The Sika Deer (Cervus nippon) is a typical member of the family Cervidae that is closely related to the Red Deer and Wapiti and inhabit mixed coniferous and deciduous forests to the north, and mixed subtropical evergreen forests to the south. It is native to much of East Asia (absent from Hainan Island and the Ussuri Region of Siberia (also known as the Russian Far East), ranging from The Ussuri Region of Siberia southwards towards Korea, Manchuria and Northern and Southern China, with a possibly isolated population in Vietnam. It is also native to Taiwan and Japan and was possibly introduced to some other smaller western Pacific islands. The Kerama Sika Deer (C. n. keramae) of the Ryukyu Islands is one of the smallest, and unlike other subspecies, the whole body (including the rump patch) is dark brown. The Formosan Sika Deer (C. n. taioanus) is rather large for an island form being larger than the Kerama Sika Deer and similar in size to deer from Southern China. There are several geographically separated subspecies, but due to the long history of the velvet antler trade (for medicinal values) and farming of Sika deer for antler production in much of China, Mongolia, and Siberia, the integrity of these subspecies is questionable as many populations have already mixed gene pools. The only exceptions are possibly the Dybowski’s sika deer of Manchuria and Siberia, and the sika deer subspecies that survive in Japan and Taiwan.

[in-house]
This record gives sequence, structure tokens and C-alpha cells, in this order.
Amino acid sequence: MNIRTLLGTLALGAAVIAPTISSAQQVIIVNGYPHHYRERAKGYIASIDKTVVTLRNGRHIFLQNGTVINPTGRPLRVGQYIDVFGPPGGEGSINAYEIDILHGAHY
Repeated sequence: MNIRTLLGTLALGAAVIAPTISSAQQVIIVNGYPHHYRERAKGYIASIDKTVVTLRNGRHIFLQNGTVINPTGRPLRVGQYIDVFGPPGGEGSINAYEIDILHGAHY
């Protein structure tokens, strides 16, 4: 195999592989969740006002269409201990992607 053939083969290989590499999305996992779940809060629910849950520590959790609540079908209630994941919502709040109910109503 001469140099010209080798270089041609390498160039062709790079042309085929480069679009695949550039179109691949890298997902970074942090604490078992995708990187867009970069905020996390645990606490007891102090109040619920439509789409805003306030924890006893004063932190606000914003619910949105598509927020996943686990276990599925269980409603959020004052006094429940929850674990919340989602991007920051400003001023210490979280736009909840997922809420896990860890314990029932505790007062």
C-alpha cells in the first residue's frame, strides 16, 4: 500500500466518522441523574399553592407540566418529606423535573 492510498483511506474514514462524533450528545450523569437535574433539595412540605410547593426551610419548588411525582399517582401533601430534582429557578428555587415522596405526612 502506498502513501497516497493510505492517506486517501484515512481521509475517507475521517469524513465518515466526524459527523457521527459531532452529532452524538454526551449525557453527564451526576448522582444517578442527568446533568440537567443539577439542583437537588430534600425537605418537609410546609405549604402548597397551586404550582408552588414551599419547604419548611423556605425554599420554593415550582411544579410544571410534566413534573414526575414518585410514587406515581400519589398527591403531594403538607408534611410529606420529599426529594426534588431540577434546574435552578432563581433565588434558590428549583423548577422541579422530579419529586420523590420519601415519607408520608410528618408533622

Sika Deer are widespread in Japan, and readily become tame; at one time they were regarded as sacred. The largest wild populations are in the northern island of Hokkaido. Following Japanese settlement of Hokkaido in the latter half of the 19th century, the deer there were hunted almost to the point of extinction, and were reduced to a few small populations. Legal protection put in place in the mid 20th century was followed by rapid population recovery from the 1950s to the 1980s. In the absence of the natural predators (wolves, now extinct in Japan), some hunting is now encouraged in order to stabilize the population and limit the agricultural damage done by the deer. The present Hokkaido deer population is still concentrated in the eastern half of the island, and many deer that frequent other parts of the island migrate back to this area during the winter months.
Sika Deer have been introduced into a number of other countries including Australia, Austria, Denmark, Germany, Britain, France, Ireland, Jolo Island (south of the Philippines), New Zealand, Poland, Morocco and the United States (Maryland). In many cases they were originally introduced as ornamental animals in parkland, but have established themselves in the wild.
In Britain several distinct wild populations now exist. Some of these are in isolated areas, for example on the island of Lundy, but others are contiguous with populations of the native Red Deer. Since the two species hybridise, this is a serious conservation concern.
Sika, romanized shika in the Hepburn system, is the Japanese word for deer in general. The full Japanese word for Cervus nippon is nihonjika.
Dybowski’s sika deer (Cervus nippon dybowskii) and Formosan sika deer (Cervus nippon taioanus) are highly endangered and possibly already extinct in the wild. They can be found in several zoos and are being kept alive by a captive-management program.
The Sitka Deer is a subspecies of Black-Tailed Deer and Mule Deer and therefore, a different species.